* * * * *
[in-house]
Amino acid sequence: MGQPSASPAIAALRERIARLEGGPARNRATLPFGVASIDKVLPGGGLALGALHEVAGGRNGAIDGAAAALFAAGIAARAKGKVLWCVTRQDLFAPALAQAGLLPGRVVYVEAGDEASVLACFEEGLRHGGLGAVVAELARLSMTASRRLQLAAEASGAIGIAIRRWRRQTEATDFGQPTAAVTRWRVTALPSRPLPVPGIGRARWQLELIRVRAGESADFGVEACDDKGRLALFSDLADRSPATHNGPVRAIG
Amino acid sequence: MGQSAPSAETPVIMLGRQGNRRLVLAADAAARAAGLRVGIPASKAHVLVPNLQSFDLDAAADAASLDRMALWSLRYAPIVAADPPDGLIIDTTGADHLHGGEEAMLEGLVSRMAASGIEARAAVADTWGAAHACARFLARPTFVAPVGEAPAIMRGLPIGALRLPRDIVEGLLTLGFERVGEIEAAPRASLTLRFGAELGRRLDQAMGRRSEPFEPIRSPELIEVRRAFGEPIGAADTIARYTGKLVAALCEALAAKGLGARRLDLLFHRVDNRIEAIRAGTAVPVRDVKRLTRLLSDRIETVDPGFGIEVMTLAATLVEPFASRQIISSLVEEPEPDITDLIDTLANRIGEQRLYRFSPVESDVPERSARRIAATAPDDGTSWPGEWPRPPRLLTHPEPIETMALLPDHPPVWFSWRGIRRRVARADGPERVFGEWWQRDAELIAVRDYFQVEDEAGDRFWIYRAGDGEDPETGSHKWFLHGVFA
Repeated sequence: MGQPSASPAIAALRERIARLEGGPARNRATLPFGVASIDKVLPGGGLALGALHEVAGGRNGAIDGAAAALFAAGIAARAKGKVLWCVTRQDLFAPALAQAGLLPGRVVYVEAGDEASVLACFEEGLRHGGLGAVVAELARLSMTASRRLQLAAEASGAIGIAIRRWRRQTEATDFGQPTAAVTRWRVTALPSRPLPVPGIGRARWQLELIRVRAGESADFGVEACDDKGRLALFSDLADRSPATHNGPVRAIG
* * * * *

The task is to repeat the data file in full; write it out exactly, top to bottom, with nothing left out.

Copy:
[in-house]
Amino acid sequence: MGQPSASPAIAALRERIARLEGGPARNRATLPFGVASIDKVLPGGGLALGALHEVAGGRNGAIDGAAAALFAAGIAARAKGKVLWCVTRQDLFAPALAQAGLLPGRVVYVEAGDEASVLACFEEGLRHGGLGAVVAELARLSMTASRRLQLAAEASGAIGIAIRRWRRQTEATDFGQPTAAVTRWRVTALPSRPLPVPGIGRARWQLELIRVRAGESADFGVEACDDKGRLALFSDLADRSPATHNGPVRAIG
Amino acid sequence: MGQSAPSAETPVIMLGRQGNRRLVLAADAAARAAGLRVGIPASKAHVLVPNLQSFDLDAAADAASLDRMALWSLRYAPIVAADPPDGLIIDTTGADHLHGGEEAMLEGLVSRMAASGIEARAAVADTWGAAHACARFLARPTFVAPVGEAPAIMRGLPIGALRLPRDIVEGLLTLGFERVGEIEAAPRASLTLRFGAELGRRLDQAMGRRSEPFEPIRSPELIEVRRAFGEPIGAADTIARYTGKLVAALCEALAAKGLGARRLDLLFHRVDNRIEAIRAGTAVPVRDVKRLTRLLSDRIETVDPGFGIEVMTLAATLVEPFASRQIISSLVEEPEPDITDLIDTLANRIGEQRLYRFSPVESDVPERSARRIAATAPDDGTSWPGEWPRPPRLLTHPEPIETMALLPDHPPVWFSWRGIRRRVARADGPERVFGEWWQRDAELIAVRDYFQVEDEAGDRFWIYRAGDGEDPETGSHKWFLHGVFA
Repeated sequence: MGQPSASPAIAALRERIARLEGGPARNRATLPFGVASIDKVLPGGGLALGALHEVAGGRNGAIDGAAAALFAAGIAARAKGKVLWCVTRQDLFAPALAQAGLLPGRVVYVEAGDEASVLACFEEGLRHGGLGAVVAELARLSMTASRRLQLAAEASGAIGIAIRRWRRQTEATDFGQPTAAVTRWRVTALPSRPLPVPGIGRARWQLELIRVRAGESADFGVEACDDKGRLALFSDLADRSPATHNGPVRAIG